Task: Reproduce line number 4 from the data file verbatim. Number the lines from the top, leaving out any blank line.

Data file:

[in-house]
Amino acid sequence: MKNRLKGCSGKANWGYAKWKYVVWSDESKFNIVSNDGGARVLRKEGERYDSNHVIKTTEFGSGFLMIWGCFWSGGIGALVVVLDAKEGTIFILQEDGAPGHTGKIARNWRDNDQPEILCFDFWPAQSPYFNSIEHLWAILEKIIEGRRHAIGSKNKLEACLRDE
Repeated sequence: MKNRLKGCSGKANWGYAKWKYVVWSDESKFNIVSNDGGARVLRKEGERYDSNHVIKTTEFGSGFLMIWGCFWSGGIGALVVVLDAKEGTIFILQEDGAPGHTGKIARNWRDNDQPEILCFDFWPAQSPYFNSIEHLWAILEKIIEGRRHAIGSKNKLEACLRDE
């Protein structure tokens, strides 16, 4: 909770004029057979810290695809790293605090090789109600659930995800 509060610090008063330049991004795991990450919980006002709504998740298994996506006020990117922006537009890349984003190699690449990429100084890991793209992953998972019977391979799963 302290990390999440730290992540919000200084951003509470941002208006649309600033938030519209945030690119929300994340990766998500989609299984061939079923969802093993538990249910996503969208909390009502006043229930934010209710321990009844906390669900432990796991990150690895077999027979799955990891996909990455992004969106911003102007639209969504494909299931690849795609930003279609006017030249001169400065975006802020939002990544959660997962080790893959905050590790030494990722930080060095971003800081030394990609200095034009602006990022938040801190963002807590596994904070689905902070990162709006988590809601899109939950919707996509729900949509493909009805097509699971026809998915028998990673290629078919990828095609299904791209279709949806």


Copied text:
């Protein structure tokens, strides 16, 4: 909770004029057979810290695809790293605090090789109600659930995800 509060610090008063330049991004795991990450919980006002709504998740298994996506006020990117922006537009890349984003190699690449990429100084890991793209992953998972019977391979799963 302290990390999440730290992540919000200084951003509470941002208006649309600033938030519209945030690119929300994340990766998500989609299984061939079923969802093993538990249910996503969208909390009502006043229930934010209710321990009844906390669900432990796991990150690895077999027979799955990891996909990455992004969106911003102007639209969504494909299931690849795609930003279609006017030249001169400065975006802020939002990544959660997962080790893959905050590790030494990722930080060095971003800081030394990609200095034009602006990022938040801190963002807590596994904070689905902070990162709006988590809601899109939950919707996509729900949509493909009805097509699971026809998915028998990673290629078919990828095609299904791209279709949806």